On the Riddle of Experience vs. Memory 14

I RECENTLY RE-WATCHED Nobel Laureate Daniel Kahneman’s 2010 TED talk on “The Riddle of Experience vs. Memory,” which is about the difference between what he calls the “experiencing self” (that part of us that experiences life moment by moment) and the “memory self” (that part of us that remembers our experiences).

He places his conversation in the context of our perception of happiness. There is a difference, he says, between being happy IN life and being happy ABOUT our life. And this comes about because of a “cognitive trap” that confuses the experiencing self with the memory self.

The psychological present is about three seconds long, and we have over 600 million of these moments in a lifetime, so the majority of our experiences are completely forgotten. Gone. Lost forever. Our memories, according to Kahneman, are actually stories that we tell ourselves about our experiences — a process that begins immediately following an experience and sometimes while it occurs. These stories are “what we get to keep from our experiences.”

He goes on to say that a story is defined by beginnings, changes, and endings (we writers understand this), and that how an experience ends is often how we remember it. So, for example, we may experience a perfectly wonderful day but, at the end of the day, get a flat tire on the way home. Suddenly, we are “having a bad day,” and that is how we remember it. The story we take away from our experience is negative. So we have discrepancies between what we actually experience and what we remember.

And when we look forward to the future, we are looking forward to the stories our remembering self will take away from our experiences, not the experiences themselves. 

As a journal-keeper and memoirist, I find this entire concept fascinating. Journaling and memoir writing both attempt to keep our experiences alive and meaningful through the mechanism of story.

We memoirists understand that our memories are fallible, especially those of events in the distant past. But what about memories captured through journaling? In writing about these events as they occur, we are trying to capture some of the “experiencing self.” And since this journal writing is closer in time to our experiences than memories plucked from the past, does journaling keep our memories (and thus, our stories) more honest? Or are our life experiences already tucked away in our minds as memory stories before we’ve even had a chance to get out our pens? It seems logical that our experiences captured through journaling would be more immediate, fresher, more true to our experience. But I wonder . . .

Anyway, I’d love to know what you think about all this.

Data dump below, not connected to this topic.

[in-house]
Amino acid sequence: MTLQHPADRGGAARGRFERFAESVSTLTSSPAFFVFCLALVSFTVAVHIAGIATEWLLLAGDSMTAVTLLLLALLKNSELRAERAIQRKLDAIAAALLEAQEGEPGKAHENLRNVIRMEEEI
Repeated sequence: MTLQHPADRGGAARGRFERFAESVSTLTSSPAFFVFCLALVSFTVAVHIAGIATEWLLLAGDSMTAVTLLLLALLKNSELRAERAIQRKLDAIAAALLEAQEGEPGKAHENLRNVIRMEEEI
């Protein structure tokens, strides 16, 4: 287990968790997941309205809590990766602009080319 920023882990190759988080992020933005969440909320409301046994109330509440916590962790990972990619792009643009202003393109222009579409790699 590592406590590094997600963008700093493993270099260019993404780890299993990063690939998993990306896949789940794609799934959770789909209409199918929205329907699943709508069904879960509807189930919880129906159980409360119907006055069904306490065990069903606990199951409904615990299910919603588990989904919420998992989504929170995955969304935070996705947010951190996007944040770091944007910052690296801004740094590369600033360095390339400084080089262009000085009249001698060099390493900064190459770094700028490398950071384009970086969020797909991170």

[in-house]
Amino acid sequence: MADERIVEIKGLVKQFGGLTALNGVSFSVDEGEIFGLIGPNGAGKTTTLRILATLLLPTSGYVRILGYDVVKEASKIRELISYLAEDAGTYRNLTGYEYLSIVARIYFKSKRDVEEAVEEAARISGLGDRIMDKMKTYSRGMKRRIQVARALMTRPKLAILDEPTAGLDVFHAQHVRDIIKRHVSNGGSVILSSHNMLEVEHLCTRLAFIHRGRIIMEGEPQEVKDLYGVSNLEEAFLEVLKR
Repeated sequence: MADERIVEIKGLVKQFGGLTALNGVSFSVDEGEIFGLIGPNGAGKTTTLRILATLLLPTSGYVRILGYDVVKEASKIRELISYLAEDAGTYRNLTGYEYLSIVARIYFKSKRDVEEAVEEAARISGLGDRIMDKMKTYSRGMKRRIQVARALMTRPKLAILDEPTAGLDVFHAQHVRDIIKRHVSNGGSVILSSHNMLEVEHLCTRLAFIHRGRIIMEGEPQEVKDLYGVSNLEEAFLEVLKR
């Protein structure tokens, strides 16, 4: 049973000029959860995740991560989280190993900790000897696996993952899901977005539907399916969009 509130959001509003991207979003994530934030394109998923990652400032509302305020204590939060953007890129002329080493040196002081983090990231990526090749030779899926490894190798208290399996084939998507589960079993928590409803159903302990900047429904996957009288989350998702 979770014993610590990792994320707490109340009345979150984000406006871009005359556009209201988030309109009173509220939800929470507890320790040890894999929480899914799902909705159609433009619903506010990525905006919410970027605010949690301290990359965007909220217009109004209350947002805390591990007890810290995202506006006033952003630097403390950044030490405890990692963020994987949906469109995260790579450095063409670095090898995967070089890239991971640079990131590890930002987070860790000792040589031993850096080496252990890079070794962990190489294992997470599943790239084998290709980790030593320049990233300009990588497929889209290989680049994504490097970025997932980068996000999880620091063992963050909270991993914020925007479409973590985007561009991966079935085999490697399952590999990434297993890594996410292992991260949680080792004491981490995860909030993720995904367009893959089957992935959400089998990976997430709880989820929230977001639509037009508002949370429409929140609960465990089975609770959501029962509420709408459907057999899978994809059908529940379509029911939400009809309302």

Watch the 20-minute video — it’s worth the time — then let’s discuss in the comments section below. 


Print Friendly, PDF & Email

Leave a comment

Your email address will not be published. Required fields are marked *

This site uses Akismet to reduce spam. Learn how your comment data is processed.

14 thoughts on “On the Riddle of Experience vs. Memory

  • Shirley

    Amber, thanks for picking up the conversation here on your blog. You are right about the distinction between reliving and understanding our memories. Certainly if our memories are sad or traumatic we don’t want to relive them! I think journaling could help capture a little more of the experiencing self, and it certainly helps in our understanding, both in the immediate aftermath of the experience and upon reflection.

    Thanks, too, for reminding me about the importance of endings. I guess it’s really true that “All’s Well that Ends Well.”

  • Nicole R. Zimmerman

    Thanks for sharing these insights, especially “our memories are actually stories that we tell ourselves about our experiences” -wow. In my experience, the writing of memories certainly evokes a better understanding of events and my place in them. And while I don’t especially ‘enjoy’ re-experiencing the difficult emotions dredged up by reliving the tragic moments via writing, I do find that it can be a necessary aspect of getting close to the story. What is provoked in the retelling becomes an opportunity for healing it. I think we sometimes remember and re-tell our tragedies in an effort to move past them, and writing offers an externalization of memories that can reshape our experience.

  • Sara Etgen-Baker

    This video was fascinating and enlightening as were the posted comments. I agree that in writing a memoir I retell a past event with present eyes and, in so doing, reshape the original experience and possibly create a different memory. That’s why when my siblings and I retell the same experience, the stories are different because we are seeing the memory with vastly different present day eyes clouded by different choices along life’s pathway. Am I making sense here? 🙂 Sigh….

    • Amber Lea Starfire

      Yes, Sara, you are. Not only do we experience the events differently (i.e., in that moment your brother and you would probably have told the event from different perspectives), but when we pull those memories out of our pockets and retell them, we shape them further.

      It sure makes you wonder how much of our memories are really just made up stories to makes sense of things, and how many are real. And does it even matter?